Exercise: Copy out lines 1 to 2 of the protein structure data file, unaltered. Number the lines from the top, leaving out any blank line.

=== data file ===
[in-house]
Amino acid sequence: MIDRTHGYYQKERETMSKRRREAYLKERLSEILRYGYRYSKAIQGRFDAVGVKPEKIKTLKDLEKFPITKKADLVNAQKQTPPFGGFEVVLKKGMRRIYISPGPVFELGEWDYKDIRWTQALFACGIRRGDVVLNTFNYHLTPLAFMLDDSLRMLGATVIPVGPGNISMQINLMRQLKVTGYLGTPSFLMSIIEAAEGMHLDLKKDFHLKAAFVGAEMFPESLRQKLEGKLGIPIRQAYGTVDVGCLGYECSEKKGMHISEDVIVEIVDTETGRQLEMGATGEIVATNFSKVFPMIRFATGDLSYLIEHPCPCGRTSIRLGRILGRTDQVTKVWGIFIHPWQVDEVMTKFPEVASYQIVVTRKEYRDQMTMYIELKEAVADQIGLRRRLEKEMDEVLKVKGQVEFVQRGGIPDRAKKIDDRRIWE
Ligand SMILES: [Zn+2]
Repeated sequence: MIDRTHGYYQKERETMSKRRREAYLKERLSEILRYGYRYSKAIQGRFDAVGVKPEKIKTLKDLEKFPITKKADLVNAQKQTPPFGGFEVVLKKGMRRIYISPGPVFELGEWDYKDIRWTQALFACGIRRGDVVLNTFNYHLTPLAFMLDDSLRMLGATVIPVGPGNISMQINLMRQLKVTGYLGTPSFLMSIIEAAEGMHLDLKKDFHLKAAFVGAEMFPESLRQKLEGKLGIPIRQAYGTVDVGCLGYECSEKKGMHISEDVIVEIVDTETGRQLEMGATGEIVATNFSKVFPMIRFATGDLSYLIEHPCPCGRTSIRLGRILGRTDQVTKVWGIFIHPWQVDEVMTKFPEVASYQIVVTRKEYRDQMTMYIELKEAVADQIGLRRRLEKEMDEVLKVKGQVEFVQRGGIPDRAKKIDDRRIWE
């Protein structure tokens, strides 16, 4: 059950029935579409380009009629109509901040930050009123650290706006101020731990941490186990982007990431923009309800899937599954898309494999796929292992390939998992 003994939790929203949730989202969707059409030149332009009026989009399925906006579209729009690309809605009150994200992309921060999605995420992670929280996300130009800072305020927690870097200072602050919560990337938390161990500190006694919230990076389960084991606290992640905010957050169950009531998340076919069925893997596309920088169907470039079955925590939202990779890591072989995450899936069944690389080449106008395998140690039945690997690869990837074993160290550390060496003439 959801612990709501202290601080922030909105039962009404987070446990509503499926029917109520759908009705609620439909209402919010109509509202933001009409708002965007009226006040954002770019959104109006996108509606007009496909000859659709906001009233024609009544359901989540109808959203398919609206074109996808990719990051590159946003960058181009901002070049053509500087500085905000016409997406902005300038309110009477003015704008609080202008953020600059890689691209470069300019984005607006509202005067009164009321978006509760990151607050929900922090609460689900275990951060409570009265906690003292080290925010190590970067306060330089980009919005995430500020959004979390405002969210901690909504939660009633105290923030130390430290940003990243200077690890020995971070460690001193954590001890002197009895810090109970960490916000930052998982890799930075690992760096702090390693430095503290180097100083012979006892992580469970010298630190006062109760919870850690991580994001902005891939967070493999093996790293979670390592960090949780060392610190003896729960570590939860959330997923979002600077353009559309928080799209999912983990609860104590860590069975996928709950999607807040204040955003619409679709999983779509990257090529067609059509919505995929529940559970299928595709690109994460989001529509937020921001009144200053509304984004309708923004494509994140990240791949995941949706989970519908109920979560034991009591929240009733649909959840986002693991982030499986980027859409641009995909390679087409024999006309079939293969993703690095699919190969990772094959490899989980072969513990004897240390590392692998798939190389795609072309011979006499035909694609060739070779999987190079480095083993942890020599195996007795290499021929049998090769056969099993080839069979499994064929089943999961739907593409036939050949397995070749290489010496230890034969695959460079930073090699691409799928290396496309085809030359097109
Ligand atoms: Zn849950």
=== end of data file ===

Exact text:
[in-house]
Amino acid sequence: MIDRTHGYYQKERETMSKRRREAYLKERLSEILRYGYRYSKAIQGRFDAVGVKPEKIKTLKDLEKFPITKKADLVNAQKQTPPFGGFEVVLKKGMRRIYISPGPVFELGEWDYKDIRWTQALFACGIRRGDVVLNTFNYHLTPLAFMLDDSLRMLGATVIPVGPGNISMQINLMRQLKVTGYLGTPSFLMSIIEAAEGMHLDLKKDFHLKAAFVGAEMFPESLRQKLEGKLGIPIRQAYGTVDVGCLGYECSEKKGMHISEDVIVEIVDTETGRQLEMGATGEIVATNFSKVFPMIRFATGDLSYLIEHPCPCGRTSIRLGRILGRTDQVTKVWGIFIHPWQVDEVMTKFPEVASYQIVVTRKEYRDQMTMYIELKEAVADQIGLRRRLEKEMDEVLKVKGQVEFVQRGGIPDRAKKIDDRRIWE